One example of a circuit using a “normally open” reed switch is a magnetic wand bringing an illustration to life as it hovers above it.

One example of a circuit using a “normally closed” reed switch is a refrigerator that only lights up when the door is open.

Normally Open
Normally Closed (Bumpy)
Normally Open Reed Switch Template Bigger Magnet SQUARE
A more powerful magnet can be further away and have the same effect.
Normally Closed reed switch with medium ceramic magnet
A more powerful magnet can be further away and have the same effect, but it’s placement may be more fiddly.

What’s a Cobweb?

To demonstrate how you might apply a “normally closed” reed switch to a paper circuit project, we will be showing you how to construct a modernized version of a design, called a “cobweb,” that has been around for hundreds of years.

Cobwebs—also known as beehives, flower cages, or birdcages—are a rare example of a mechanical or movable valentine consisting of a minimum of two layers of paper. First, a web or cage would be cut from a piece of paper by making a pattern of concentric circles, leaving attachment points at regular intervals. In the center of the spiral, a delicate thread would be attached and its outer edges would be pasted directly on top of a second sheet on which an image or message would be written, painted, or printed.

Nancy Rosin, Cataloger at the Met Museum’s Department of Drawings and Prints

Our project, an electrified cobweb card, will feature four layers: a paper cage, artwork, a circuit, and a backing sheet.

cobweb card with reed switch

Materials & Tools

Circuit Sticker mega pack
1 or more Circuit Sticker LEDs
conductive tapes
conductive fabric or copper tape
battery holder & battery
paper battery holder & coin battery
normally closed reed switch & magnet
1 reed switch (normally closed) & magnet
needle & thread
needle & thread
text weight paper for card
4 pieces of copy paper (5×5 in)
cardstock for card
1 piece of cardstock (6×6 in)
protractor lid circular objects
a protractor or circular object
scissors ruler pencil
sharp scissors, ruler, & pencil
scotch tape
Scotch tape
glue double sided tape
craft glue or double sided tape
layers of cobweb card
your own artwork

Directions

Build the Top Layer

Step 1: Fold

Traditionally, the top layer of a cobweb card was intricately cut by hand while the paper was flat. In interest of time, we will be folding ours to achieve a similar effect.

To get started fold one of the 5″ x 5″ sheets of paper into quarters diagonally to create a triangle. Open that triangle up with its long edge facing away from you. Then fold the right and left sides down parallel with the center to create a diamond. Fold the resulting diamond in half and crease the hinge.

folding GIF
Fold.

Step 2: Plan Your Cuts

Starting from top of the diamond you just folded (the closed end), use a pencil to mark several evenly spaced lines, stopping within 1/2″ from the bottom.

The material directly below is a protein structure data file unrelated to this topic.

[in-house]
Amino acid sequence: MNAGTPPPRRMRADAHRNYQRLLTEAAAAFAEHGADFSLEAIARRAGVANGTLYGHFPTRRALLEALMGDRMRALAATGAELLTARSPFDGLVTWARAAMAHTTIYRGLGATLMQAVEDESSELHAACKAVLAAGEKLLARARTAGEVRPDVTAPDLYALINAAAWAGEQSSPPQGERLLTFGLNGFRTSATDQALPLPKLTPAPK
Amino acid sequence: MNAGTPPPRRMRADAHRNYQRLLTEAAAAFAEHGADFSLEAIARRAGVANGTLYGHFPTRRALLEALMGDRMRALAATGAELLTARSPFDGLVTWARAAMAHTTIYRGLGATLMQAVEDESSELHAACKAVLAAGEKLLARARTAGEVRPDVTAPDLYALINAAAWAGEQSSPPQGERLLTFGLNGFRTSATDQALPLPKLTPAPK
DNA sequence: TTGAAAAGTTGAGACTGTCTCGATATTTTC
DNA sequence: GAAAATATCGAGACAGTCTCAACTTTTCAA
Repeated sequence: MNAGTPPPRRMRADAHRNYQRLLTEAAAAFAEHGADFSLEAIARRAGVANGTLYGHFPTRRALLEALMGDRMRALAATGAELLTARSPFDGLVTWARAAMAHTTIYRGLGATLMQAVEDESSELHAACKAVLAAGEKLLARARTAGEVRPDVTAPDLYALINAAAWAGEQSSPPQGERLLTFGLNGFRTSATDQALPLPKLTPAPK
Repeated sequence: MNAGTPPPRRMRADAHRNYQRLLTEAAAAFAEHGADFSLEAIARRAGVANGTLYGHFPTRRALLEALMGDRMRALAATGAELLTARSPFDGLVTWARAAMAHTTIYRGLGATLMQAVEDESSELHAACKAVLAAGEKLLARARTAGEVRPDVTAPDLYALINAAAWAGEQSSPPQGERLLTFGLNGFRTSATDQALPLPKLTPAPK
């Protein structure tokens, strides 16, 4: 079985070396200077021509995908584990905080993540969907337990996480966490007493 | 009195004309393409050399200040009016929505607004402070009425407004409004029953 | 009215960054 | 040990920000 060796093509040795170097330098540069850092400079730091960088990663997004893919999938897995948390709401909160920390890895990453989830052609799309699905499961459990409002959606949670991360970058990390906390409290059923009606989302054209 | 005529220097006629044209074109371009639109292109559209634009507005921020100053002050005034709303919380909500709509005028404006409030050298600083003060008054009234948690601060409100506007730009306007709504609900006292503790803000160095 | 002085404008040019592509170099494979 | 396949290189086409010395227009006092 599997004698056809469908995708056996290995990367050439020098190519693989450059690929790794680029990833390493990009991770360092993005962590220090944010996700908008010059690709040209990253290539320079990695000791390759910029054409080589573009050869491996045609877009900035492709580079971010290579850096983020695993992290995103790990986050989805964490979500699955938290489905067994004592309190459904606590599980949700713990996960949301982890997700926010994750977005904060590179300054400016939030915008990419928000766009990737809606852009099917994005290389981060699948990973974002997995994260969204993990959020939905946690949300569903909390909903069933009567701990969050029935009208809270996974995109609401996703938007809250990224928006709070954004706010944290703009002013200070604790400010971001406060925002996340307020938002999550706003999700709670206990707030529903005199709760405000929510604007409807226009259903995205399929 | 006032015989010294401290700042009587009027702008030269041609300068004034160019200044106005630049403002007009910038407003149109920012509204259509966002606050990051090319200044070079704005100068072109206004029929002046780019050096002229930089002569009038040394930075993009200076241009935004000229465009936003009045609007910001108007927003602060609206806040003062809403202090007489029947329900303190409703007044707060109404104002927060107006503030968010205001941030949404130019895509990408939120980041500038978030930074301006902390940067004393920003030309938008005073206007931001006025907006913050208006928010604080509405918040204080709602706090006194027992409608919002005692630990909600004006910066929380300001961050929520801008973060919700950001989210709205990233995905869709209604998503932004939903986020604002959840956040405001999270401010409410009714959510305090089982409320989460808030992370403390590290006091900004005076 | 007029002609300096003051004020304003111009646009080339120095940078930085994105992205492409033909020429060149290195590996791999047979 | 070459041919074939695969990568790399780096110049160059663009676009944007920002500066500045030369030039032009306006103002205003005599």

Start the mark for your last cut about 1/2″ from the bottom of your diamond

The bend of your lines will determine the shape of your cobweb/ paper cage. If you prefer a rounded top layer, tracing the curve of a protractor, or a circular object laying around your house, is helpful. If you prefer a paper cage with more angles, your lines may be drawn straight across.

Marking gif
Plan your cuts.

Step 3: Alternate Your Cuts

Begin making your first cut from the top open side (not the hinged side) of your paper diamond, stopping before you get completely to the edge. Then, start your second cut from the hinged side, stopping before you get completely to the opposite edge. Continue making alternating cuts, stopping short of the edges, until you’ve only got about 1/2″ or so of uncut paper remaining at the bottom of your diamond.

cutting gif
Alternate your cuts.

Step 4: Unfold

Starting at the top, open edge of your paper diamond, carefully unfold your cobweb and press it flat. Leaving it pressed under a heavy book for a while will help minimize the folds.

unfolding gif
Unfold.

Step 5: Reinforce & Thread the Center

To help prevent tearing, apply a small square of Scotch tape to the center of your cobweb layer as reinforcement. Make sure that the tape does not overlap any of the cuts you made, or the cobweb won’t open properly. Then, starting on the outside of your cobweb, use a needle to pull a piece of thread or thin cord through the center of the cobweb and back around to the outer side. Pull the tails of your thread through so that they are even. Then gently test your design by holding the paper down with one hand and pulling the threads up with the other.

threading gif
Reinforce and thread the center.

If you are unhappy with the results of your first attempt, repeat steps 1-5 with a second piece of 5″ X 5″ paper. If you are satisfied, proceed to the next step.

Build the Circuit Layer

Step 1: Consider the Battery

Decide whether you wish be able to access and/or replace your battery. If battery access is not important, you can adhere the battery onto the circuit layer of your project without using a battery holder. (You may view an example of this method in the gallery below) .

If battery access is important, however, you will need to assemble and use a paper battery holder, which you’ll be placing on the back side of your card. Battery Template (PDF)

Tips, Tricks & Call-outs